is the $20^{th}$ input sample.

Let's construct a learner similar to the one we built in lab, ready for training.

```
In [ ]:
```val preds = zeros(testcats.nrows, testcats.ncols)
val (rcv, opts, trcv, topts) = GLM.learner(data, cats, testdata, preds, GLM.maxp)

We can tailor the model's options before lauching it:

```
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```opts.batchSize=10000
opts.npasses=2
opts.autoReset=false

```
In [ ]:
```rcv.train

Lets examine the columns of the trace above in detail. Taking them in turn they are:

**Percent progress meter**is the progress over the full dataset. If the algorithm makes multiple passes, each pass is prefaced by a "pass=X" title.**Cross-validated log likelihood**shows the log likelihood on the most recent held-out minibatch of data. The same minibatches are held out on each pass over the dataset, so that training and test data are not mixed.**gigaflops**how many billion arithmetic operations per second the algorithm is completing. Algorithms vary in the number of operations they require, but for a fixed algorithm this is an easy measure to compare performance. There are also "roofline" limits for the dominant operations in each algorithm and a particular kind of hardware. The roofline for sparse-dense matrix multiply (the dominant step in logistic regression) is 20-30 gflops for this GPU model, and around 6 gflops for the CPU. You can compare those numbers to see if the algorithm could possibly be optimized any more.**secs**is the total elapsed seconds for this training run.**GB**the total number of Gigabytes of input data that has been read or re-read during training.**MB/s**the data read rate, which is just the quotient of total input bytes by time. This is an important measure because it shows how well the I/O system is doing, and will be the limiting factor for tasks that are not too compute-intensive. Standard disks can manage up to 200 MB/s. SSDs, which are attached to this Amazon instance, can manage up to 500 MB/s. Since BIDMach uses very fast file compression (lz4) you will sometimes see values several times higher than this. That happens because the uncompressed data rate is several times the rate of compressed data coming off the disk.**GPUmem**This is the fraction of GPU memory available. It should remain constant because of BIDMach's caching scheme and it serves as a guide to how much space you have, e.g. to increase model size.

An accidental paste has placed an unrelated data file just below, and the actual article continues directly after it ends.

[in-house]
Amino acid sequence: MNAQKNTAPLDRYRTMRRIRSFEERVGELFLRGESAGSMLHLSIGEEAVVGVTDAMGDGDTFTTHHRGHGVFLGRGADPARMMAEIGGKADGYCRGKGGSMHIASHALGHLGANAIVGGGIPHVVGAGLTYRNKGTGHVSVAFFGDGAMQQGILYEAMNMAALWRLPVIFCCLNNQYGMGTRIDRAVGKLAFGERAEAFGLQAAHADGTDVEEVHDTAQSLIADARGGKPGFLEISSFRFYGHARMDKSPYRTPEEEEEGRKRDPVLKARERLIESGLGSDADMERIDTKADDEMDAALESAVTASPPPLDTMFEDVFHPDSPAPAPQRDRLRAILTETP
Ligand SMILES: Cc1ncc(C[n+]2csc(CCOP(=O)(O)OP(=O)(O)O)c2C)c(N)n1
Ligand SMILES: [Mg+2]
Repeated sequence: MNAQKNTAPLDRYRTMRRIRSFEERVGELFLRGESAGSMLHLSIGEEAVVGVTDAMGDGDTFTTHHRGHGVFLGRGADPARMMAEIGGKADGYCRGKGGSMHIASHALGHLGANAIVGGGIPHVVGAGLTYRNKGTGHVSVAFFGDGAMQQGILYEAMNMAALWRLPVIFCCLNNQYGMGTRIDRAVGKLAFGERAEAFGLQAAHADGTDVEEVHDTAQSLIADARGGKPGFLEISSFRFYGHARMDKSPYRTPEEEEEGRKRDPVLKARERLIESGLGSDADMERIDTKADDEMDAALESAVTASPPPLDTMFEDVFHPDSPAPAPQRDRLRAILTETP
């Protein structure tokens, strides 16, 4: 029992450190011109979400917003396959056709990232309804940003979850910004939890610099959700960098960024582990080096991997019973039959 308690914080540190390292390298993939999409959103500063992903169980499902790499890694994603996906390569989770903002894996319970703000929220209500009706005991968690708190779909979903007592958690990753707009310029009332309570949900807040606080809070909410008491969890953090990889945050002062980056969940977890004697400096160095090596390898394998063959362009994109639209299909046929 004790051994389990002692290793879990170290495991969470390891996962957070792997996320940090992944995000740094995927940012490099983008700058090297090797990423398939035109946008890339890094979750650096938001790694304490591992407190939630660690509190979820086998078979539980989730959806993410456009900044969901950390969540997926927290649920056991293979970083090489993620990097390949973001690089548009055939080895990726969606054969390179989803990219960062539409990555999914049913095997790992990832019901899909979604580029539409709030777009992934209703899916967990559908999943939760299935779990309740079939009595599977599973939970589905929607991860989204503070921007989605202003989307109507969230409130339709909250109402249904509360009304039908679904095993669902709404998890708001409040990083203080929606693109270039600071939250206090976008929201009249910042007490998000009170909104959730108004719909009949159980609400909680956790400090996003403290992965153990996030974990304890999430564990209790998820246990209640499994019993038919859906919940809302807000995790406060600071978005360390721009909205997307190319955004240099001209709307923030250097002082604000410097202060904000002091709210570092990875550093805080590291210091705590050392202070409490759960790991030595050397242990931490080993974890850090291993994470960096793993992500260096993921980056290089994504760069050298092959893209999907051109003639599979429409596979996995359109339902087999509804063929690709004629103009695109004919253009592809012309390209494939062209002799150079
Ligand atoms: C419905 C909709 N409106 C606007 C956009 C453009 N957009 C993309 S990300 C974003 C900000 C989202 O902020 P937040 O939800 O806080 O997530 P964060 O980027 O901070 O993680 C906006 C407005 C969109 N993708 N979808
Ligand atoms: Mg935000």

```
In [ ]:
```val (rcv2, opts2) = GLM.learner(data, cats, GLM.maxp)
opts2.useGPU = false
//rcv2.train

Lets evaluate the predictor on the test data, and score it again using category 6 AUC

```
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```trcv.predict

```
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```val itest = 6
val scores = preds(itest,?)
val good = testcats(itest,?)
val bad = 1-testcats(itest,?)
val rr =roc(scores,good,bad,100)
val xaxis = row(0 to 100)*0.01
plot(xaxis,rr)
val auc = mean(rr)

```
In [ ]:
```val liftx = xaxis(1 to 100)
val lift= rr(1 to 100)/liftx
plot(liftx, lift)

TODO: Fill this table:

Minibatch size Numer of passes Avg. gflops Overall time AUC 1000 2 ... ... ... 2000 2 ... ... ... 10000 2 ... ... ... 10000 20 ... ... ...